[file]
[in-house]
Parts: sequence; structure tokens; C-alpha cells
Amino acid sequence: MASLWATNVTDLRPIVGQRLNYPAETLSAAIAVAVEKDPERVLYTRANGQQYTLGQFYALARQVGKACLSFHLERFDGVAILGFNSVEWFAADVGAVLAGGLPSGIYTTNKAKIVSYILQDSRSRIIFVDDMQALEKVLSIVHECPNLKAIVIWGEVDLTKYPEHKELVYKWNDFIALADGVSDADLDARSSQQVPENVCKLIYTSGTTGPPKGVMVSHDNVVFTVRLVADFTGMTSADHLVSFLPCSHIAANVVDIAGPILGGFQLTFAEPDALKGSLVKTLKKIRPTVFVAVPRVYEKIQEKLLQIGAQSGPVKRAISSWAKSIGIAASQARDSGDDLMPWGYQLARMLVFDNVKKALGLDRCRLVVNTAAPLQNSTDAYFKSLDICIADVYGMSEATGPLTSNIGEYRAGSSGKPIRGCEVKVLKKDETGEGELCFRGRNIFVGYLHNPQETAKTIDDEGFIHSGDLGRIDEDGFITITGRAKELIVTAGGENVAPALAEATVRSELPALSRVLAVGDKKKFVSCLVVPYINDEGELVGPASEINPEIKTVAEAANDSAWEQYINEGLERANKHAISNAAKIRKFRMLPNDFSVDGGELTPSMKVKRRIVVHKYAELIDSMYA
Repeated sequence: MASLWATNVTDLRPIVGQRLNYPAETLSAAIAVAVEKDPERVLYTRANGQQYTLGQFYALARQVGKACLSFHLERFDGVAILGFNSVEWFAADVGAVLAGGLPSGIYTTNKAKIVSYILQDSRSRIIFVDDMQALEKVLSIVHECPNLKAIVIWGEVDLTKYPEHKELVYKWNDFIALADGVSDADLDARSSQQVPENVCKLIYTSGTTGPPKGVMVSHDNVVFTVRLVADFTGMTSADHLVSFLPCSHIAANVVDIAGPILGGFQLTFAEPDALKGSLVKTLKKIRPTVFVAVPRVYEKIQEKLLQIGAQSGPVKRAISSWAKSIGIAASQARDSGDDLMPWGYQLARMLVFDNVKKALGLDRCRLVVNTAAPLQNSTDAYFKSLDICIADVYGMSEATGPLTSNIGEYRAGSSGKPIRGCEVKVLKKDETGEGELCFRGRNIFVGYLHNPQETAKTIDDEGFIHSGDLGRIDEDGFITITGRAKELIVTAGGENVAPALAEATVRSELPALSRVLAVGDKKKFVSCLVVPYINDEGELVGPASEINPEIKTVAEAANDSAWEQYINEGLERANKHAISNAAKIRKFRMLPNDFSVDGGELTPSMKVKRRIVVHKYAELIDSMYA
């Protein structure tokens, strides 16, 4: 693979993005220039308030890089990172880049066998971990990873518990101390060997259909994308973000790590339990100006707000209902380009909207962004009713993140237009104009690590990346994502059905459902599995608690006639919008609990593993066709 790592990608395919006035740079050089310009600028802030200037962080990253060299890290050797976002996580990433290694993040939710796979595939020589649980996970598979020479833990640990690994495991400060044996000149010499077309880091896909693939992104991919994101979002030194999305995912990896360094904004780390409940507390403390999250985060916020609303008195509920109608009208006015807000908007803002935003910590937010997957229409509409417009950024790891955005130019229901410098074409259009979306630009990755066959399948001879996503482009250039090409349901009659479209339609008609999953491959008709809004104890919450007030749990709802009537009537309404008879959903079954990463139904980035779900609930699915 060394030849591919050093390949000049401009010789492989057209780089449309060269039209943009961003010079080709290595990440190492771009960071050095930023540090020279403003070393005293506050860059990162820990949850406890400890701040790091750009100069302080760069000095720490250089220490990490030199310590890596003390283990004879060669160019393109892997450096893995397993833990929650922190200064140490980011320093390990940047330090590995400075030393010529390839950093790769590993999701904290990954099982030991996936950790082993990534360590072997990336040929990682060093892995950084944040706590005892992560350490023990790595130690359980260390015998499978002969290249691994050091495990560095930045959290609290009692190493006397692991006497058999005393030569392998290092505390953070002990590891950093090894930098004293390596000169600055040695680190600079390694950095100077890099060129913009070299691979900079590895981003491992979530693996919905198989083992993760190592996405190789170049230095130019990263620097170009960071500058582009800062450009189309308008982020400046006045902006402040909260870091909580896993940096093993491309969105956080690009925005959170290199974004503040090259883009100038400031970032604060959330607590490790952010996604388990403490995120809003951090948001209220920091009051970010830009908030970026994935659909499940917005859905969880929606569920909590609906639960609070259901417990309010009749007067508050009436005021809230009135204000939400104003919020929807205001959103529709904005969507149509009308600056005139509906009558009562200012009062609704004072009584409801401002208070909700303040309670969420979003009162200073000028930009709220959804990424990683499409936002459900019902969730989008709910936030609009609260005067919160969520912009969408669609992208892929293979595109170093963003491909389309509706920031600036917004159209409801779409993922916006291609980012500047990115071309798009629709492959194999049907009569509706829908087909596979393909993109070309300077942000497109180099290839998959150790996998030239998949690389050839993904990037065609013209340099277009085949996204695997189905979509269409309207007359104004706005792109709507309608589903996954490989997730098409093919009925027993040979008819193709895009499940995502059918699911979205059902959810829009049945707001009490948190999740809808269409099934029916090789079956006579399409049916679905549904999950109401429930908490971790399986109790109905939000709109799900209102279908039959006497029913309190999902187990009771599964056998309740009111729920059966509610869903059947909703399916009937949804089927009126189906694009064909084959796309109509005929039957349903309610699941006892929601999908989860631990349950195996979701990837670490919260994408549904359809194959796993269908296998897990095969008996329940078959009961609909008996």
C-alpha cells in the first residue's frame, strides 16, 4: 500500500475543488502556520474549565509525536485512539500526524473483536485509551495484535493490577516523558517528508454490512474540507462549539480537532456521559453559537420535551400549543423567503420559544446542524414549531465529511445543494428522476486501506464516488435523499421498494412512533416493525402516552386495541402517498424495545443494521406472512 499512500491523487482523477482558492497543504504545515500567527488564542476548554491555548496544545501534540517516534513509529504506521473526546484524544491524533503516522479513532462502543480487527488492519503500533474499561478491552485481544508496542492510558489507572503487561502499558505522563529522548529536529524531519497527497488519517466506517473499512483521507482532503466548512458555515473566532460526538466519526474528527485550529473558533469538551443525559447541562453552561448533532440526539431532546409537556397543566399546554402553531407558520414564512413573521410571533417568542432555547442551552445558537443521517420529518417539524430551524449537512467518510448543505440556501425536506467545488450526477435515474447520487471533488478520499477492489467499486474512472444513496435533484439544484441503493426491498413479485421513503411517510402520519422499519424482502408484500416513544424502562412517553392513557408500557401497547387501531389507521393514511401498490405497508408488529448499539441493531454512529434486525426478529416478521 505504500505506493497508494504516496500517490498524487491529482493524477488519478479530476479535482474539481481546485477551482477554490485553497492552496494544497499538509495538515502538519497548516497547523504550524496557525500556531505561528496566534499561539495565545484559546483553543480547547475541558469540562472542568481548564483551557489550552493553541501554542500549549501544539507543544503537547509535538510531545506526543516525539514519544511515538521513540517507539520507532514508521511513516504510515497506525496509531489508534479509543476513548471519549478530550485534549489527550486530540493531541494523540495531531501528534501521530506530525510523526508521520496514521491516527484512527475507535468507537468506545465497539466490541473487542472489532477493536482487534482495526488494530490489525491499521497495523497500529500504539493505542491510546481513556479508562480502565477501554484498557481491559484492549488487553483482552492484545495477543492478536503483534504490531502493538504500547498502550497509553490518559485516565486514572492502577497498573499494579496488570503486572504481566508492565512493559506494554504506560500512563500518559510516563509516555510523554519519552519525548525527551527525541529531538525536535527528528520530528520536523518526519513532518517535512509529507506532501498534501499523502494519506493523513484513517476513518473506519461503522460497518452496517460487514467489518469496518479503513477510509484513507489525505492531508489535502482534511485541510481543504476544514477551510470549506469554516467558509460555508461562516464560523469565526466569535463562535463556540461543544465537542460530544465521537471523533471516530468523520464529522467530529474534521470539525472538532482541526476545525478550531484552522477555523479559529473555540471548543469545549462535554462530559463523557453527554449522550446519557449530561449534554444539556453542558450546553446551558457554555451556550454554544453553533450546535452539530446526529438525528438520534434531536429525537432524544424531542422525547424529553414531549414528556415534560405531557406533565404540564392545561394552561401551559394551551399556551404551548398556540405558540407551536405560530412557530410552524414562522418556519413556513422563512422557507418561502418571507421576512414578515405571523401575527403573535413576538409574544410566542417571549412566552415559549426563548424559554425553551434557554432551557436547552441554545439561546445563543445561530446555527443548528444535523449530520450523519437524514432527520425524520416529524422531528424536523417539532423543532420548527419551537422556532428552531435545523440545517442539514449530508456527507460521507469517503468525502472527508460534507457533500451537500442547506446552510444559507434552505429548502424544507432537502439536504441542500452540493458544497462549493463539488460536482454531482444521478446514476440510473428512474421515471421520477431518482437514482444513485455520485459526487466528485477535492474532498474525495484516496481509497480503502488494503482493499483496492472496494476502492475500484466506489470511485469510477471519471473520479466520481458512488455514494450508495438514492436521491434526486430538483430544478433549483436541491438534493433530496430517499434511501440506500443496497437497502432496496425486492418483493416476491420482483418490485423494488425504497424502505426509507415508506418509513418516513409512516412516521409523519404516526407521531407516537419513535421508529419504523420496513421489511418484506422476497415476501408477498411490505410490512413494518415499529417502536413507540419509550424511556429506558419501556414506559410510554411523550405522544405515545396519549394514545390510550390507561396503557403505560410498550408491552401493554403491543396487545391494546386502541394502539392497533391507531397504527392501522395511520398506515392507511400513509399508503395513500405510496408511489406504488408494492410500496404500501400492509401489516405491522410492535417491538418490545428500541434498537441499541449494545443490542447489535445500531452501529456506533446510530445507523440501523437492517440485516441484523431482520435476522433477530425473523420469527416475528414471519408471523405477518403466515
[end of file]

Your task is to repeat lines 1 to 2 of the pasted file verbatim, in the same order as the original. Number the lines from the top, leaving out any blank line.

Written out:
[in-house]
Parts: sequence; structure tokens; C-alpha cells